But even so, no one is obliged to send you your order with such unheard-of expediency.

So due to that, I would highly recommend this online shop to anyone who happens to be living in Spain (they deliver nationally and internationally with very reasonable shipping rates) and would like to live a more natural way of life.

However, I’ve now discovered a site that sells Indian herbs—and also a larger variety of them as well—at a much more reasonable price, called Aromazone. I haven’t tried them out yet, but I may put up a post about them in the future if I do.

(Edited to add that Aromazone has quite a high shipping rate to Spain, 8 euros. So I think Bazar Al-Andalus will still be my natural and ethnic online store of choice for the moment, especially for smaller orders.)

All right, so on to my experience with the herb “shikakai” in particular.

I just washed my hair with shikakai, even though it’s only been 2 days since I’ve hennaed and you are supposed to wait 3 days before washing, in order to give the henna more time to bind to your hair. But I just couldn’t wait any longer hehe. I was so impatient to try out shikakai and see how it made my hair look.

This is what the box I bought in Barcelona looks like. It’s from the brand name Hesh, a very common brand in India. But you can find it from many brands on the internet.

Shikakai Hair Indian Ayurvedic Herbs

In many sites on the internet they tell you that regular use will strengthen the roots, make hair grow thicker, stronger and shinier, and nourish it with minerals. It looks like carob beans.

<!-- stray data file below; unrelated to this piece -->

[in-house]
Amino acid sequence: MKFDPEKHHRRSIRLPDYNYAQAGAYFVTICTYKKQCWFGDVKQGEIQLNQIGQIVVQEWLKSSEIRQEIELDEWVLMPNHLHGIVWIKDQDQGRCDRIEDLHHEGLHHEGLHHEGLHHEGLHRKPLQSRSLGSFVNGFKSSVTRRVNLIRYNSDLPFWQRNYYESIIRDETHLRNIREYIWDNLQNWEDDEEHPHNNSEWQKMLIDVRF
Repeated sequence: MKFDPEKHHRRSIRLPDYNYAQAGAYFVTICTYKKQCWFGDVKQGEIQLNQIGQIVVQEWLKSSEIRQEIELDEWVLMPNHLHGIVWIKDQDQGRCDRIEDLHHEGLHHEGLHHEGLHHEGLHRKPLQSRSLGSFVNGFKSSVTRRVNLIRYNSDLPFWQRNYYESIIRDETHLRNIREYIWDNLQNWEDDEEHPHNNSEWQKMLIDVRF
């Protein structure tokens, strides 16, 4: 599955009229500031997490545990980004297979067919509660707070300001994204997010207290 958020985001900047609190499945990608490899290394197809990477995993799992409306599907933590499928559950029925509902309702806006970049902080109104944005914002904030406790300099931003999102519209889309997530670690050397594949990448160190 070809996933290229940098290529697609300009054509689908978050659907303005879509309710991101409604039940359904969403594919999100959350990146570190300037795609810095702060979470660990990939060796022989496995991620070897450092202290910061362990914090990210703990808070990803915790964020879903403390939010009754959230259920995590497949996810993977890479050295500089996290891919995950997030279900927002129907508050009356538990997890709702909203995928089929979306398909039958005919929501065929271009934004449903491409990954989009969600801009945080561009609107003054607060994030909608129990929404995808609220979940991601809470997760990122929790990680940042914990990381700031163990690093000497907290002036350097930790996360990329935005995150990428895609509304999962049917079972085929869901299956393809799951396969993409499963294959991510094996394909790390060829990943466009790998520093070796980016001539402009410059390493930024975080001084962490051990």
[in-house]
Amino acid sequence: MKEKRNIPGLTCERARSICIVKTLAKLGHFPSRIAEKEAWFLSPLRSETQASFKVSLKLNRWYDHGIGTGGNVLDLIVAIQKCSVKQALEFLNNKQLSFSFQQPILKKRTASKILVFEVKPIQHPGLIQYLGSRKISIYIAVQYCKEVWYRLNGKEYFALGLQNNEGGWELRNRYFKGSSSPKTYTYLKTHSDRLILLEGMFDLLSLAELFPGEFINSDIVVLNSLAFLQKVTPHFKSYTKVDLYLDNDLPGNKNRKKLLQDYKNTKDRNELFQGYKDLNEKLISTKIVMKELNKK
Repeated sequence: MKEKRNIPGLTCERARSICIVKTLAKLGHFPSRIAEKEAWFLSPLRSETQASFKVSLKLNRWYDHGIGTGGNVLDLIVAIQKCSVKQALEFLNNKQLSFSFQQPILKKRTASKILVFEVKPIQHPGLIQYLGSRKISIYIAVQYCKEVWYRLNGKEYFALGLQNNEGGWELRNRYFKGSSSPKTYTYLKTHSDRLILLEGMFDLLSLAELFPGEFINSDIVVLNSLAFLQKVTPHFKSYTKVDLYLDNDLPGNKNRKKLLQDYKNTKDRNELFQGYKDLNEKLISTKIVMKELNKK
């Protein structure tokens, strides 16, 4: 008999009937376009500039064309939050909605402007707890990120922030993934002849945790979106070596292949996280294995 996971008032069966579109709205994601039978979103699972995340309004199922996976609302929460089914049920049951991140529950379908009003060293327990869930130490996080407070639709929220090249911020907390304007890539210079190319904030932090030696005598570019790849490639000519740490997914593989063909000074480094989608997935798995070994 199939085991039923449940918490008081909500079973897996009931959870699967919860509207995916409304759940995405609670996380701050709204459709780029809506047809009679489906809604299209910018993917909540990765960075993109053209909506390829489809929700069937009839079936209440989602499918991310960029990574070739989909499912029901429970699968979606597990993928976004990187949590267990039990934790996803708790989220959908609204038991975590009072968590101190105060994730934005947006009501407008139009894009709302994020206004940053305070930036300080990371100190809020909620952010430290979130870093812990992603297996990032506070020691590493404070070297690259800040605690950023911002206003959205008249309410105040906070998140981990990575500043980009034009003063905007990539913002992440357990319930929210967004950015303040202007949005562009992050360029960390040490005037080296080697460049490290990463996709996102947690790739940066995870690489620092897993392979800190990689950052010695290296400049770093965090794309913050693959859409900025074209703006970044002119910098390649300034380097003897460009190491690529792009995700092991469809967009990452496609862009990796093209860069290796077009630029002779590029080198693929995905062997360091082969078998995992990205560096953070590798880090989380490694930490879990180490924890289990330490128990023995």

Shikakai Indian Ayurvedic Herbs

It’s very easy to prepare a paste with shikakai. You simply take some of the powder and mix it with warm water in a non-metallic dish, such as a porcelain, glass or plastic bowl. This is what the powder looks like.

Shikakai Powder Hair Indian Ayurvedic Herbs

Shikakai turns into a very dark brown paste like dark chocolate and it smells a bit weird, but not a bad weird. Similar to henna, a sort of plant-y, earthy, black tea smell.

You let it sit for about 5 minutes, then take it into your shower with you. Wet your hair. Then cover it all over with the shikakai paste, working it in with your hands.

Let it sit for 5 minutes (during which time you can be doing your face, your toes, your fingers…… whatever it is you usually do in your shower haha). Then simply rinse out. Conditioner is not necessary after that.

I don’t think I will be doing this too often, though, because it takes too long for me to do it. I need to use a lot because I have a lot of hair and it’s long.

So what is my verdict and what are my impressions now that my hair is completely dry and styled? (Ie. it has styled itself haha, as I never style it, just let it dry and it falls into its own style by itself.)